Wooden Roof Tiles Covered With Lawn, Norwegian roof

Wooden Roof Tiles Covered With Lawn, Norwegian roof


In Norway, the main construction material has always been a tree. High insulating properties of wood allows you to build a good and warm home. Norwegian houses are distinctive in complicated weather conditions. This is of particular interest in Norwegian housing. Like all of the Scandinavian countries, Norway is surrounded by lush nature. Scandinavians are proud that they use elements of nature rather than conquer it. Roofs in Norway have long been covered with turf, which provides excellent protection from frost and winds. Among other things, they also have vegetation on roofs as part of their landscape. These days’ roofs of modern buildings are covered with grass making it a green roof. Companies like Colorado Roof Toppers have seen an increase in green roofs the last few years.

A sod roof or turf roof is a traditional Scandinavian type of green roof covered with sod on top of several layers of birch bark on gently sloping wooden roof boards. Until the late 19th century it was the most common roof on rural log houses in large parts of Scandinavia. Its distribution roughly corresponds to the distribution of the log building technique in the architecture of Finland and the Scandinavian Peninsula. The load of approximately 250 kg per m² of a sod roof is an advantage because it helps to compress the logs and make the walls more draught-proof. In winter the total load may well increase to 400 or 500 kg per m² because of snow.  Sod is also a reasonably efficient insulator in a cold climate. The birch barks underneath ensures that the roof will be waterproof.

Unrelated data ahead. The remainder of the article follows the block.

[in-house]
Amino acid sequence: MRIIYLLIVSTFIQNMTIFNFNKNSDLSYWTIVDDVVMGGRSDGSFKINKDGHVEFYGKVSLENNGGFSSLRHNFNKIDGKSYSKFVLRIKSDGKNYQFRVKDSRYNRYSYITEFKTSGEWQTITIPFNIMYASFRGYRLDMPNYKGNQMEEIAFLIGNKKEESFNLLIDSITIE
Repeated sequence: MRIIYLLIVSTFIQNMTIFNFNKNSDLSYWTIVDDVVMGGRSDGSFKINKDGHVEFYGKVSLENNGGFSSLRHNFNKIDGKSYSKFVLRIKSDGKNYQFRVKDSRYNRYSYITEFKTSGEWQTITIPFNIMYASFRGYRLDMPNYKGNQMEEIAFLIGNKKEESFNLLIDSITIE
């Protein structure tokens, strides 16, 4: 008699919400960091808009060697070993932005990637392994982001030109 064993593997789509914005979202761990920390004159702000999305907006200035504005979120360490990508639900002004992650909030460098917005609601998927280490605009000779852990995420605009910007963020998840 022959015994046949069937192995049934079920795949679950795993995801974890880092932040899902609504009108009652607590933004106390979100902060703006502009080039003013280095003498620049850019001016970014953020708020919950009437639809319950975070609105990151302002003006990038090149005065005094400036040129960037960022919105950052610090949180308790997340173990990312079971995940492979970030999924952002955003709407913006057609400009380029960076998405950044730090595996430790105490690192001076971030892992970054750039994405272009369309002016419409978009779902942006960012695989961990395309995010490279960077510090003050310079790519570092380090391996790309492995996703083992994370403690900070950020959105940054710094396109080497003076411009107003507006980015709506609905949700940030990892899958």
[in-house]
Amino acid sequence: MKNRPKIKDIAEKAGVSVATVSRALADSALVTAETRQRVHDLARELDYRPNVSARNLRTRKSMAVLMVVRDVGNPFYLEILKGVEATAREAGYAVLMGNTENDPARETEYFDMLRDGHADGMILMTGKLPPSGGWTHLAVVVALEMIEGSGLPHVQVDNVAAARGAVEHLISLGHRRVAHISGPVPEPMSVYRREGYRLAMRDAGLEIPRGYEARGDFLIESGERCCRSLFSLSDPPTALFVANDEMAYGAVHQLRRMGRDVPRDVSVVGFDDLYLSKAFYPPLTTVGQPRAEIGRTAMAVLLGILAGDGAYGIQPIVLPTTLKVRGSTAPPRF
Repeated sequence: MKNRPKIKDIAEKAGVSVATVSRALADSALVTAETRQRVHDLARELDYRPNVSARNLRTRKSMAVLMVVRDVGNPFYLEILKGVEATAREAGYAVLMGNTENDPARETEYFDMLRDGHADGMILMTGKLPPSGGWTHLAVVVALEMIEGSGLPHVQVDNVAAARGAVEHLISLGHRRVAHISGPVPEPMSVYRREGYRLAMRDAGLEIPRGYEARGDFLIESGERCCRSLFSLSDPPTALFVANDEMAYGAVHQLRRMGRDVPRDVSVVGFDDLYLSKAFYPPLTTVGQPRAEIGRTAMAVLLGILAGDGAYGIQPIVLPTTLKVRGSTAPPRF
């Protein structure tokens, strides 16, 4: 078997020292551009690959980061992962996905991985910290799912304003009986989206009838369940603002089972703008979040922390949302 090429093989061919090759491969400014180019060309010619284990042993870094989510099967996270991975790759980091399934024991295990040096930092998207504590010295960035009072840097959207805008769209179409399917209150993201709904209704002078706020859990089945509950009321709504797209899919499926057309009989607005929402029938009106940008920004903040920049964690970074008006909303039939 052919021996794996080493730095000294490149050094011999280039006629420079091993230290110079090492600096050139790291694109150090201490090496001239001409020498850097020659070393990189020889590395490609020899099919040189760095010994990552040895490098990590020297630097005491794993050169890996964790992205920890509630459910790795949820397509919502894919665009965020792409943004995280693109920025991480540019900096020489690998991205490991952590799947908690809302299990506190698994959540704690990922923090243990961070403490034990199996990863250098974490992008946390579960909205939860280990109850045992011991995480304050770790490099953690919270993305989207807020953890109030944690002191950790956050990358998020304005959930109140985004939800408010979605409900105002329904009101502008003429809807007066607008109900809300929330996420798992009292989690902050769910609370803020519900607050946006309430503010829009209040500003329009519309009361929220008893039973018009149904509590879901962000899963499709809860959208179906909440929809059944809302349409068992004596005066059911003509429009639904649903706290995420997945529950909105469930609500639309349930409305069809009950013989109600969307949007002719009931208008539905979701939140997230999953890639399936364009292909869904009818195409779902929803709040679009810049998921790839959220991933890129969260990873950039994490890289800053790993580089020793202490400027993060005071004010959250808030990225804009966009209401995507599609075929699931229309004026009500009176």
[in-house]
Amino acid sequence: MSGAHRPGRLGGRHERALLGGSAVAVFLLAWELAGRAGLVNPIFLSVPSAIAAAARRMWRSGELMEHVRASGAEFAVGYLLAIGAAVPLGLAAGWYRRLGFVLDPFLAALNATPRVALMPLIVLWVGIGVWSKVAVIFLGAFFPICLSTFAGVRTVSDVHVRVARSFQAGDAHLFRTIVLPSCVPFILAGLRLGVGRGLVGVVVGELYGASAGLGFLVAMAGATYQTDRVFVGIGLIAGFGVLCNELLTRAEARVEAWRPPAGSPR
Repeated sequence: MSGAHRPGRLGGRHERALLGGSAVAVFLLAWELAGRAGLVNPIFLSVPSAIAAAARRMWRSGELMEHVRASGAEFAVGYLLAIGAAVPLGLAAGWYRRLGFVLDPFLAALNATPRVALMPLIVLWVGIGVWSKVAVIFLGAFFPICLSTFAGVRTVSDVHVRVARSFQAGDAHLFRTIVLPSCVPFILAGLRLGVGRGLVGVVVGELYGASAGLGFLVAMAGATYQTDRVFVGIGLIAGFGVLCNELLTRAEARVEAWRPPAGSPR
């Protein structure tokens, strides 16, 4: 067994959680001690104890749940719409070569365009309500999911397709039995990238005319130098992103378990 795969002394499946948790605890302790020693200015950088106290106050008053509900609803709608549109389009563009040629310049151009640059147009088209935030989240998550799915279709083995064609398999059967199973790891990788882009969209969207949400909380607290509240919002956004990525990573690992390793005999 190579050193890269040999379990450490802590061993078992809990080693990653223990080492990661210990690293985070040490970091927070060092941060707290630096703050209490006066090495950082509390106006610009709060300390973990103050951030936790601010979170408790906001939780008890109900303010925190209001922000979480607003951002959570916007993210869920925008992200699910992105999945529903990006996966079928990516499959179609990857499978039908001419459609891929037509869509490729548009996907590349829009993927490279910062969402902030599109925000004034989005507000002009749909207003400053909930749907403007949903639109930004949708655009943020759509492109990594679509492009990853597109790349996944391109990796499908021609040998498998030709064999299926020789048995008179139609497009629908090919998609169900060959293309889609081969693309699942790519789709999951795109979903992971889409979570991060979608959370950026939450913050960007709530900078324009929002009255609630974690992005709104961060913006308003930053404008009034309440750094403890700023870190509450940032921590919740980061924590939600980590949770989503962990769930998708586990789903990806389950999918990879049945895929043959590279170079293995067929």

A sod roof or turf roof is a traditional Scandinavian type of green roof covered with sod on top of several layers of birch bark on gently sloping wooden roof boards. Until the late 19th century it was the most common roof on rural log houses in large parts of Scandinavia. Its distribution roughly corresponds to the distribution of the log building technique in the vernacular architecture of Finland  and the Scandinavian peninsula. The load of approximately 250 kg per m² of a sod roof is an advantage because it helps to compress the logs and make the walls more draught-proof. In winter the total load may well increase to 400 or 500 kg per m² because of snow.  Sod is also a reasonably efficient insulator in a cold climate. The birch bark underneath ensures that the roof will be waterproof.